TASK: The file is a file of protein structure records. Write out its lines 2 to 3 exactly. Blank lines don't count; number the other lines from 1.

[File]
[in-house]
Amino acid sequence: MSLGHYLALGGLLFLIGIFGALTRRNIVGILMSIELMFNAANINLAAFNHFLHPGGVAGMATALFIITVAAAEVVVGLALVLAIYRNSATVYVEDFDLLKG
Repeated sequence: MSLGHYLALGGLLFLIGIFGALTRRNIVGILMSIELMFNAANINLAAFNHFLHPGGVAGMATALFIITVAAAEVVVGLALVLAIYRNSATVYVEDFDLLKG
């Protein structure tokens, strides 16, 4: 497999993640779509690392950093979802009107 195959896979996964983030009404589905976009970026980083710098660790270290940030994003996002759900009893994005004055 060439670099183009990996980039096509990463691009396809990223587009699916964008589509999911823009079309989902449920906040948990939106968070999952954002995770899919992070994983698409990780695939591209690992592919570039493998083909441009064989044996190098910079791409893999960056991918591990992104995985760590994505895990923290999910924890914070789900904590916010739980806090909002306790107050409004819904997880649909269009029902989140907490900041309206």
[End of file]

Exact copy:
Amino acid sequence: MSLGHYLALGGLLFLIGIFGALTRRNIVGILMSIELMFNAANINLAAFNHFLHPGGVAGMATALFIITVAAAEVVVGLALVLAIYRNSATVYVEDFDLLKG
Repeated sequence: MSLGHYLALGGLLFLIGIFGALTRRNIVGILMSIELMFNAANINLAAFNHFLHPGGVAGMATALFIITVAAAEVVVGLALVLAIYRNSATVYVEDFDLLKG